With grief and shock from the racist killings in a Charleston church still fresh, a predominantly black house of worship in another South Carolina town burned down late Tuesday.
It’s unclear what caused the blaze, said Williamsburg County Fire Chief Randy Swinton.
Mount Zion African Methodist Episcopal Church in Greeleyville, in the state’s east, had burned down before. In 1995, two members of the Ku Klux Klan set fire to its original structure.
When the current one was ready for dedication in 1996, then-President Bill Clinton visited the small town to call on the nation to unite around race.
By early Wednesday, only the brick walls were left of that second building. The flames completely gutted the interior and collapsed the roof. Their remains smoldered as investigators began their work.
ATF, FBI investigate
About 50 firefighters, local police, the FBI, five agents from the Bureau of Alcohol, Tobacco, Firearms and Explosives (ATF) are working together to work the scene and investigate. The sheriff’s office and state police are also pitching in.
“Anytime there is a house of worship involved in a fire, ATF is automatically assigned to look into the cause,” said agency Special Agent Tom Mangan.
Since the June 17 murders at Charleston’s Emmanuel AME church of nine worshippers by a white 21-year-old saying he wanted to start a race war, at least six black churches have burned in the southeastern United States. That includes Tuesday night’s burning of Mt. Zion.
Regardless of the cause of Tuesday’s blaze, “it was another punch to the gut” to the community, said former state Rep. Bakari Sellers on CNN Wednesday.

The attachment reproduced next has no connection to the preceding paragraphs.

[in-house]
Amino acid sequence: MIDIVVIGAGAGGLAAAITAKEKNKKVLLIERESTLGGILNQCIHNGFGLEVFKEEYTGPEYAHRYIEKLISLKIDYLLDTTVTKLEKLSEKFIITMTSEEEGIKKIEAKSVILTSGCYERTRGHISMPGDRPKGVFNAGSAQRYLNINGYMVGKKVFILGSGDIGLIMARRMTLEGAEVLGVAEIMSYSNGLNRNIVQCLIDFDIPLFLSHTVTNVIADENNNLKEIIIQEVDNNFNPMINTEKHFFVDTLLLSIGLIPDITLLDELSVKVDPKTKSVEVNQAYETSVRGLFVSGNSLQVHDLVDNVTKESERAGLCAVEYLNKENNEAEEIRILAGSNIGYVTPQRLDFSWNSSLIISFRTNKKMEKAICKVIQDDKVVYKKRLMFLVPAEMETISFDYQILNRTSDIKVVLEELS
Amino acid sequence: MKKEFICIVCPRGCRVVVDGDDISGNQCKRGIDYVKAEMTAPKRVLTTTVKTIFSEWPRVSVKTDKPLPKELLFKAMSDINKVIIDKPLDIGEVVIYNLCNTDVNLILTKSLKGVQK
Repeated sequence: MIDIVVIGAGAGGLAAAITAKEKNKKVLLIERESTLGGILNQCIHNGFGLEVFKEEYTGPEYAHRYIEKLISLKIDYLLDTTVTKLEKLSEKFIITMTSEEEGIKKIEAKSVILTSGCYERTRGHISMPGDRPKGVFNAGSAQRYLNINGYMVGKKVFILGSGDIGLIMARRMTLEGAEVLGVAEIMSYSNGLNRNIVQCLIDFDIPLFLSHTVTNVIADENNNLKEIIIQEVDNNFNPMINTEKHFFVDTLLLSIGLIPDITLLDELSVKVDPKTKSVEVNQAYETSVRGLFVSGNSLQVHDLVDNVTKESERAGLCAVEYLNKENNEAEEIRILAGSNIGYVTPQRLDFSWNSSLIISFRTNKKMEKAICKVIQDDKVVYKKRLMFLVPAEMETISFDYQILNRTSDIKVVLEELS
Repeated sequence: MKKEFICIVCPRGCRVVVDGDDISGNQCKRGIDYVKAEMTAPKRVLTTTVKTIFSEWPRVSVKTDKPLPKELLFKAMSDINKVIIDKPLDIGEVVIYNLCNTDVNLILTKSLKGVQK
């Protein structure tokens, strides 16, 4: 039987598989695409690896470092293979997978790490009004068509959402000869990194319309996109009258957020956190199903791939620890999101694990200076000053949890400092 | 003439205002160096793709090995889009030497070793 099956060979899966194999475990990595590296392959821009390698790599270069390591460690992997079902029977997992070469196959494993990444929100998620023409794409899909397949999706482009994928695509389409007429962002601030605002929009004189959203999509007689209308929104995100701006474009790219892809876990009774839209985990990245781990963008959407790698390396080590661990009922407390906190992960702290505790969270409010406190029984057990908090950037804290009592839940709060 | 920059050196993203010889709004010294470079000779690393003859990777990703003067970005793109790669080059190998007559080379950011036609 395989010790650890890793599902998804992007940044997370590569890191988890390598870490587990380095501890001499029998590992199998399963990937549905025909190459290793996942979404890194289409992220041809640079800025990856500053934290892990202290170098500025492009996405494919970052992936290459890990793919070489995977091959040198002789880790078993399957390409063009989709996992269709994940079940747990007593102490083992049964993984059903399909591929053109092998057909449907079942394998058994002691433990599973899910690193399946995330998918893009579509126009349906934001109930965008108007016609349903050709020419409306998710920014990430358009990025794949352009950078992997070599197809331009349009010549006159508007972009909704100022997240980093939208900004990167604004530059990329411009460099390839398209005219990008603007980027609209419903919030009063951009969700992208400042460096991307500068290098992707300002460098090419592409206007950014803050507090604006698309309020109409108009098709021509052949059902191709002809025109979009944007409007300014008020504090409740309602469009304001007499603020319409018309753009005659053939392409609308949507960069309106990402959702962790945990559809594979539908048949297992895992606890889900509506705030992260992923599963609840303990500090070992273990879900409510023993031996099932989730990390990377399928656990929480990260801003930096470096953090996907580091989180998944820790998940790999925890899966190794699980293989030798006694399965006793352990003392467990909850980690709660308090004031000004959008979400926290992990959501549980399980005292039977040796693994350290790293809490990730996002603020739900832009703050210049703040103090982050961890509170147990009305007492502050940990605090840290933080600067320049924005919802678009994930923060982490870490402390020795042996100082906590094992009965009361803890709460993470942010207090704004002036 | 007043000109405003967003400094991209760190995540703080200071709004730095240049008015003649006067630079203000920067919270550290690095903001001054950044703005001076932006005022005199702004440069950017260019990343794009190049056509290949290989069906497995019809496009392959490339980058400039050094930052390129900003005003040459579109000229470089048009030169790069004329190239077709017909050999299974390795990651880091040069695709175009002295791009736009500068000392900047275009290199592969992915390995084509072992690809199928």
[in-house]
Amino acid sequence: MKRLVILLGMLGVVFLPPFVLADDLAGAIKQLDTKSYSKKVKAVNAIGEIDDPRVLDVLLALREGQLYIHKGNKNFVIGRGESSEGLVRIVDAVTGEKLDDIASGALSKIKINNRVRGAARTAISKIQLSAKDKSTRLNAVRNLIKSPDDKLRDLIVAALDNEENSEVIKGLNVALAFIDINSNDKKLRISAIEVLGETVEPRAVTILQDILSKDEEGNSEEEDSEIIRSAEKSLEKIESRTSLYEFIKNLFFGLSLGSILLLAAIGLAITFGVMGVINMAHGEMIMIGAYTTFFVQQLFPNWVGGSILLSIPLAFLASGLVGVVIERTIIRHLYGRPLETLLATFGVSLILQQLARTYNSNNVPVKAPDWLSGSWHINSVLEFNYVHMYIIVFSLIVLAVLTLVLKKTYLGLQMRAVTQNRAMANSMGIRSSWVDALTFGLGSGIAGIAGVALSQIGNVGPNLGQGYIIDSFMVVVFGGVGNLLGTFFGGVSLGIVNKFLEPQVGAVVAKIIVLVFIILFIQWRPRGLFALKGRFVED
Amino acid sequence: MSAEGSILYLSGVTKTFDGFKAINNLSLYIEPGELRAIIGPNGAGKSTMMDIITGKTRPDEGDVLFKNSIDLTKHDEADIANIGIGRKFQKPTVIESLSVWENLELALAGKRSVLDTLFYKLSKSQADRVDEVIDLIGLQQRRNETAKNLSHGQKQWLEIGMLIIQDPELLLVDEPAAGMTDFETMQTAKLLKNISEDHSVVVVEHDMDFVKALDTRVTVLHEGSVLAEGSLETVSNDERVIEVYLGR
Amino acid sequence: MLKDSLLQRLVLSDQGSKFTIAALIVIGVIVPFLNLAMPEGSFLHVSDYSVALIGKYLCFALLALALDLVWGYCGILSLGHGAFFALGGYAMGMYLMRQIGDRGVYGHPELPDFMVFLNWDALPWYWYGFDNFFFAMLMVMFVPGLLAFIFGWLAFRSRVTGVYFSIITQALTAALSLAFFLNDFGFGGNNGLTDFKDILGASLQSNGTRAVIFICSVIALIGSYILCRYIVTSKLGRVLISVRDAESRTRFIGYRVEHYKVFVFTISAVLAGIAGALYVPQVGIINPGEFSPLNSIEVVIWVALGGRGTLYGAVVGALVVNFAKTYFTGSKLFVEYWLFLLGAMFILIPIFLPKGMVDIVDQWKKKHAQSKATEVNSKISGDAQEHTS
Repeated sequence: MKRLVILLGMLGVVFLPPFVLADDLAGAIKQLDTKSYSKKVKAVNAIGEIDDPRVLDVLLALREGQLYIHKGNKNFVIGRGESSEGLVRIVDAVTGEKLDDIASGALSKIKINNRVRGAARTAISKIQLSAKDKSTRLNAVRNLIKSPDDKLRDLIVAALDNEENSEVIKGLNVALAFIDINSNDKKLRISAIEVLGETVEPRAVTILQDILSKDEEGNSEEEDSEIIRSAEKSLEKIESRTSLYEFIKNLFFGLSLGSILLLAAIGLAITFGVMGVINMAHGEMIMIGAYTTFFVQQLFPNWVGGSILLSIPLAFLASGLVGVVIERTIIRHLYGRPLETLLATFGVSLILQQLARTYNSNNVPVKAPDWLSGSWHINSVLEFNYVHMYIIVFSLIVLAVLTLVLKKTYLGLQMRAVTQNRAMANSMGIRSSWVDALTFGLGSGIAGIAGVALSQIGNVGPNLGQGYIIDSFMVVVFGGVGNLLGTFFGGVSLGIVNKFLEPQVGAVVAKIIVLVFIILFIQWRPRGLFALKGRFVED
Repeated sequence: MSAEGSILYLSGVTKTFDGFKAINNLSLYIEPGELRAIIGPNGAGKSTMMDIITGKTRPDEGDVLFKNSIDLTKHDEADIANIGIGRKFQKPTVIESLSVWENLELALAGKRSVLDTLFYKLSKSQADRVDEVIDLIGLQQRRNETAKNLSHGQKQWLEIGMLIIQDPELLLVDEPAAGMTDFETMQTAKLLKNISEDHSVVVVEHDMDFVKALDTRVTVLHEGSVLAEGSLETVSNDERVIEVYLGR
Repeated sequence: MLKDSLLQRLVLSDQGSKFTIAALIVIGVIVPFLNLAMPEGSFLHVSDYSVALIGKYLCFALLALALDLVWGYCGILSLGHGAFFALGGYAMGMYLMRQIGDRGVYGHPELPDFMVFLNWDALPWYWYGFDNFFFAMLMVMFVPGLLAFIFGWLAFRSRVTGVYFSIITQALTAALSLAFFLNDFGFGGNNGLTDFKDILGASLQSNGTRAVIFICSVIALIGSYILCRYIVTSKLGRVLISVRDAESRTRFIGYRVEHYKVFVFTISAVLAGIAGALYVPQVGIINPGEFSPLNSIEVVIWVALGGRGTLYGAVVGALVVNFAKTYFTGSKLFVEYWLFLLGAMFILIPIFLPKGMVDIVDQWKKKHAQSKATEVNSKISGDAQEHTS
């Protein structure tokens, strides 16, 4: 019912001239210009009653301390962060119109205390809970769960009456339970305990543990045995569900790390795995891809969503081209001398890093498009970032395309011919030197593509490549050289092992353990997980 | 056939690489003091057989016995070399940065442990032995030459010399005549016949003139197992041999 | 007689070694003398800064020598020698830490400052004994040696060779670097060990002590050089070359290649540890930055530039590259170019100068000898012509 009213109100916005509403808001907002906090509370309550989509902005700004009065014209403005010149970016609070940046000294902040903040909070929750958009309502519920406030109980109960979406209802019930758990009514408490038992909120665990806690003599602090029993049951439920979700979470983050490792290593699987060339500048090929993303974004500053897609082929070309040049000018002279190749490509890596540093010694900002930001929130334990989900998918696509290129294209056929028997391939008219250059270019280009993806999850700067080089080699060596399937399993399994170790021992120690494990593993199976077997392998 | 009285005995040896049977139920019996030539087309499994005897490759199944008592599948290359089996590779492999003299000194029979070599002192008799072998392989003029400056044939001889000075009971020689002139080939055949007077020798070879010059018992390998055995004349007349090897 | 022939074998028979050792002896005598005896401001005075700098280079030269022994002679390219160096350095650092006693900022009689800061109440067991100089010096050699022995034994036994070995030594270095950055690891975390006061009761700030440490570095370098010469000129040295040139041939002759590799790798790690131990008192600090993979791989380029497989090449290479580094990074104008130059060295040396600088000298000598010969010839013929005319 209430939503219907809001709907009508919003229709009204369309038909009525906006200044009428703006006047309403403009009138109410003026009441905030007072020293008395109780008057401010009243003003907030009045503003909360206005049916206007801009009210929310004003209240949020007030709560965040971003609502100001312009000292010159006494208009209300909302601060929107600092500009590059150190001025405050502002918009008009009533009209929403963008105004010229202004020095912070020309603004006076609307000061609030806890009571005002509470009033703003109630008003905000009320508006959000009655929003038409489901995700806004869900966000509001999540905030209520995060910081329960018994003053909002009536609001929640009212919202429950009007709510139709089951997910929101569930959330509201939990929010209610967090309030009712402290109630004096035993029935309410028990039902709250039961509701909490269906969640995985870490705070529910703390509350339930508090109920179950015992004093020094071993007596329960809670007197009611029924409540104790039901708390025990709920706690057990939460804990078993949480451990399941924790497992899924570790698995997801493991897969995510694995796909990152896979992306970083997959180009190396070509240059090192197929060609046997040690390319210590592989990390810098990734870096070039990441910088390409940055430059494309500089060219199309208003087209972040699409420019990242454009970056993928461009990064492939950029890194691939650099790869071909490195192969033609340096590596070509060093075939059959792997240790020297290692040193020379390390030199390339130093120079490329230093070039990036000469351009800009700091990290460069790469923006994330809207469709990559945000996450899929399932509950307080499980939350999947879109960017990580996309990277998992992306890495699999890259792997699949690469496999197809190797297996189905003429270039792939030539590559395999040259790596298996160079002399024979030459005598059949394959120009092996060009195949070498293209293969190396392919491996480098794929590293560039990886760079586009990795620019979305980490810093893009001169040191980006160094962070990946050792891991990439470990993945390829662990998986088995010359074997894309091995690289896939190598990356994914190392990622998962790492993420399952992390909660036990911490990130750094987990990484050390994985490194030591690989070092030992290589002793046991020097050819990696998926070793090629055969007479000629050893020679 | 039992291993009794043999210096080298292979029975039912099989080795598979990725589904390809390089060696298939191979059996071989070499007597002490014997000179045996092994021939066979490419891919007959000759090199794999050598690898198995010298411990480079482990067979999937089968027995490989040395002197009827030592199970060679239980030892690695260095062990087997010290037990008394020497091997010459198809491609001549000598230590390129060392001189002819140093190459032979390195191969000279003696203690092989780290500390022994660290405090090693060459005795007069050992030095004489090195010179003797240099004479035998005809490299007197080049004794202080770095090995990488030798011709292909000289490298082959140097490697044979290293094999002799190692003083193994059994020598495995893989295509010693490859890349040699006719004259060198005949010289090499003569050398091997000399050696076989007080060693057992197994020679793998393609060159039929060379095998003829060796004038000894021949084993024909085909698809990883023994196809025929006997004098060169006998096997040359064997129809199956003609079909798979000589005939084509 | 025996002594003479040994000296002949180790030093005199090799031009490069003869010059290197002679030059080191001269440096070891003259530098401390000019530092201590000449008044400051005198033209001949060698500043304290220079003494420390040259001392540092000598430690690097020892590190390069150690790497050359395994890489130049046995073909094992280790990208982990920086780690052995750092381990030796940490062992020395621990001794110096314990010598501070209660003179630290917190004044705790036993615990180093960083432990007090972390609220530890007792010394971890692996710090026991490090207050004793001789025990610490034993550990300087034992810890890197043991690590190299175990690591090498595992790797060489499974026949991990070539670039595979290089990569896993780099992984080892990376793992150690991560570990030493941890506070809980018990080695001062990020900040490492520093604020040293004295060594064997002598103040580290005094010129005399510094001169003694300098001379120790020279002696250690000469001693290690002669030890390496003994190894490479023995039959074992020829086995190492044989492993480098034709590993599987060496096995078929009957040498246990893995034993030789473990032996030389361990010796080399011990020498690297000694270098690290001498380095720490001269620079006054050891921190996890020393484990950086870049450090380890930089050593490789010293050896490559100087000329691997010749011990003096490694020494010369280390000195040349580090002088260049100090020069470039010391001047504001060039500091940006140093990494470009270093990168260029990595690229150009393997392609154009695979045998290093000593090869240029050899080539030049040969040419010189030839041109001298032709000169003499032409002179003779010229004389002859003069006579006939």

“This community has been through so much,” he said, alluding to April 4 shooting death of Walter Scott by a white police officer — who has been charged with murder — and the Charleston church massacre this month.
“We are weary,” he said. “We are tired.”
* June 26: Greater Miracle Apostolic in Tallahassee, Florida. The fire was likely caused by a tree limb falling on power lines.
* June 26: Glover Grovery Baptist in Warrenville, South Carolina. The cause has not been determined, but investigators observed no element of criminal intent.
* June 24: Briar Creek Road Church in Charlotte, North Carolina, which houses both black and Nepalese congregations. Fire investigators ruled that fire an arson, and though they have not seen evidence that hate was a motivation for the crime, they are not ruling it out.
* June 21: College Hill Seventh-day Adventist in Knoxville, Tennessee. Investigators ruled it an arson but they say nothing so far has indicated a hate crime. ATF and other agencies said that it looked like vandalism.
* June 21: God’s Power Church of Christ in Macon, Georgia. Investigators believe the blaze might be arson. ATF is investigating but no ruling has been made. The church had recently been broken into and air conditioners and sound systems stolen.
Hate crime years ago at Mount Zion
The blaze this week at Mount Zion echoed pain from 20 years ago.
Two white men who reportedly said they were members of the Ku Klux Klan pleaded guilty to starting the blaze and another at a separate black church.
They received almost two decades in prison for those crimes.
The blazes were part of a spate of about 30 fires that swept black churches in Southern states at the time.
Senior Bishop John Bryant of AME’s national headquarters said Tuesday night’s fire “will not send us into despair or depression. As Christians, we are a people of resurrection and even from the ashes we will rise.”
Most recent religious targets of hate crimes have been synagogues and mosques, the Southern Poverty Law Center said.
Firefighters battled blazes at more than 1,700 religious structures per years between 2007 and 2011, according to a 2013 report from the National Fire Protection Association. These included houses of worship of all religions as well as funeral parlors and religious schools.
Nearly a third of the fires were caused by cooking devices. Almost a quarter started in kitchens or cooking areas. Electrical lines or lighting cause 10% of the fires.
About 16% were intentionally set, and these caused about 25% of the reported property damage, the report said.
The number of fires at religious institutions has dropped dramatically since 1980. Before then, twice as many structures burned each year, on average.